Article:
Google Scholar 

  17. Faria, J., (2022). Statistics research expert for Africa, published March 2022

  18. The United Republic of Tanzania, Coronavirus Statistics 2nd September 2022.

  19. Lo Yuk-ping C, Thomas N, Yuk-Ping L. How is health a security issue? Politics, responses and issues. Health Policy Plan. 2010;2010(25):447–53. https://doi.org/10.1093/heapol/czq063.

    Article  Google Scholar 

  20. USAID, (2020). USAID Fact Sheet on Covid-19 Assistance in Tanzania. Available at: https://www.usaid.gov/tanzania/documents/usaid-fact-sheet-covid-19-assistance-tanzania. Accessed on 7 June 2022.

    Google Scholar 

  21. National Action Plan for Health Security (2017-2021). United Republic of Tanzania

  22. World Health Organisation [WHO]. World Health Report 2020; Health Systems; Improving Performance. Geneva: WHO; 2020. https://apps.who.int/iris/handle/10665/42281.

  23. Salunke S, Dharmesh Kumar L. Multisector approach for promoting public health. India J Public Health. 2017;61(3):163.

    Article  Google Scholar 

  24. The United Republic of Tanzania, Ministry of Education science and Technology April 2020; Tanzania Basic Education sector response and Recovery Plan Due to effect of COVID-19.

  25. Ministry of Finance and Planning, Implementation of the Tanzania Covid-19 Socioeconomic Response and Recovery Plan (TCRP), Second Quarter Progress Report (January-March 2022).

  26. Patterson SA. The Tanzanian state response to COVID-19: Why low capacity, discursive legitimacy, and twilight authority matter. In: WIDER Working Paper 2022/34, United Nations University; 2022.

    Google Scholar 

  27. Mfinanga S, Mnyambwa N, Minja D, Ntinginya NE, Ngadaya E, Makani J, et al. Tanzania’s Position on the COVID-19 Pandemic. Lancet. 2021;397:1542–3. https://doi.org/10.1016/S0140-6736(21)00678-4.

    Article  CAS  Google Scholar 

  28. Global Fund. The Impact of Covid-19 on HIV, TB and Malaria Services and Systems for Health: A Snapshot from 502 Health Facilities Across Africa and Asia. Geneva: Global Fund; 2021.

    Google Scholar 

Download references

Acknowledgements

This study is supported by “the Fundamental Research Funds for the Central Universities”.

Author information

Authors and Affiliations

Authors

Contributions

Conceptualization of the paper was done by N.M.H.; N.M.H. collected the data; M.I. did the analysis; N.M.H. and M. I wrote the main manuscript; B.D. did part of the analysis; B.D. supervised, reviewed and edited the manuscript. The author(s) read and approved the final manuscript.

Corresponding author

Correspondence to Baozhen Dai.

Ethics declarations

Ethics approval and consent to participate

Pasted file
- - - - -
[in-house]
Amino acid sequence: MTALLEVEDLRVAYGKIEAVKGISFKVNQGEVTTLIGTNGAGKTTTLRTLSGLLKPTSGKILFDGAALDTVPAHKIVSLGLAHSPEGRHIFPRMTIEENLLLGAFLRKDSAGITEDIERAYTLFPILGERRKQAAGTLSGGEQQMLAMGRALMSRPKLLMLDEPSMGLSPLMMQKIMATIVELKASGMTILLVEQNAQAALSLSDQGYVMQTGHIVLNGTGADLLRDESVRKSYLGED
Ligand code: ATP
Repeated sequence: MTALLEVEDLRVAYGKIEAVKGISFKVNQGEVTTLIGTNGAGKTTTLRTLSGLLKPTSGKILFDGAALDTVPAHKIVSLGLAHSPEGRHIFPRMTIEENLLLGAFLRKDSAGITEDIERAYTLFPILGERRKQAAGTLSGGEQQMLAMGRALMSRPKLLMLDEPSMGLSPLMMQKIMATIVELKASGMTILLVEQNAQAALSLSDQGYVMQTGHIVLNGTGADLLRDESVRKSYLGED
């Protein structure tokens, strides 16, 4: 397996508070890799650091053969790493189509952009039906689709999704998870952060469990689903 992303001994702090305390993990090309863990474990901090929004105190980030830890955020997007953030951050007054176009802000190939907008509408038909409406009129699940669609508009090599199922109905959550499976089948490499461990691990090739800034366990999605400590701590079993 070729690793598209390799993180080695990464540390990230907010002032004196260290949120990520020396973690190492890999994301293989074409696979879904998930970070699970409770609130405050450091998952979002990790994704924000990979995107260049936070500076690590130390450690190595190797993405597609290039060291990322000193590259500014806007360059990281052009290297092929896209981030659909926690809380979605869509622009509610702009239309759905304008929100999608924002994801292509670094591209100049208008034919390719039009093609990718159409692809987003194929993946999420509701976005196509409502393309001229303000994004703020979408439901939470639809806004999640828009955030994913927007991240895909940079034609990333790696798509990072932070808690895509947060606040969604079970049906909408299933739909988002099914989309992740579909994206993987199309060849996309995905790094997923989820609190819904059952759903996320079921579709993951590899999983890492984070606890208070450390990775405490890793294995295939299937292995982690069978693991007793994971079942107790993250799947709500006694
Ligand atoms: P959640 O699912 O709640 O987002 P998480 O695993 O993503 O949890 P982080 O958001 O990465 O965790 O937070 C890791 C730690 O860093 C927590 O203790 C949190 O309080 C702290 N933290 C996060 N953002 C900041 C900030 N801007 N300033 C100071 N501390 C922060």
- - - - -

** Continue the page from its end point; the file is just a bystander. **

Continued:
Not Applicable.

Consent for publication

Not applicable

Competing interests

The authors declare no competing interest.

Additional information

Publisher’s Note

Springer Nature remains neutral with regard to jurisdictional claims in published maps and institutional affiliations.

Rights and permissions

Open Access This article is licensed under a Creative Commons Attribution 4.0 International License, which permits use, sharing, adaptation, distribution and reproduction in any medium or format, as long as you give appropriate credit to the original author(s) and the source, provide a link to the Creative Commons licence, and indicate if changes were made. The images or other third party material in this article are included in the article's Creative Commons licence, unless indicated otherwise in a credit line to the material. If material is not included in the article's Creative Commons licence and your intended use is not permitted by statutory regulation or exceeds the permitted use, you will need to obtain permission directly from the copyright holder. To view a copy of this licence, visit http://creativecommons.org/licenses/by/4.0/. The Creative Commons Public Domain Dedication waiver (http://creativecommons.org/publicdomain/zero/1.0/) applies to the data made available in this article, unless otherwise stated in a credit line to the data.

Reprints and Permissions

About this article

Verify currency and authenticity via CrossMark

Cite this article

Hamisi, N.M., Dai, B. & Ibrahim, M. Global Health Security amid COVID-19: Tanzanian government’s response to the COVID-19 Pandemic. BMC Public Health 23, 205 (2023). https://doi.org/10.1186/s12889-023-14991-7

Download citation

  • Received:

  • Accepted:

  • Published:

  • DOI: https://doi.org/10.1186/s12889-023-14991-7

Keywords

  • Global Health Safety
  • Global Health Vaccination
  • COVID-19 pandemic
  • Global Health Security
  • Tanzania Health system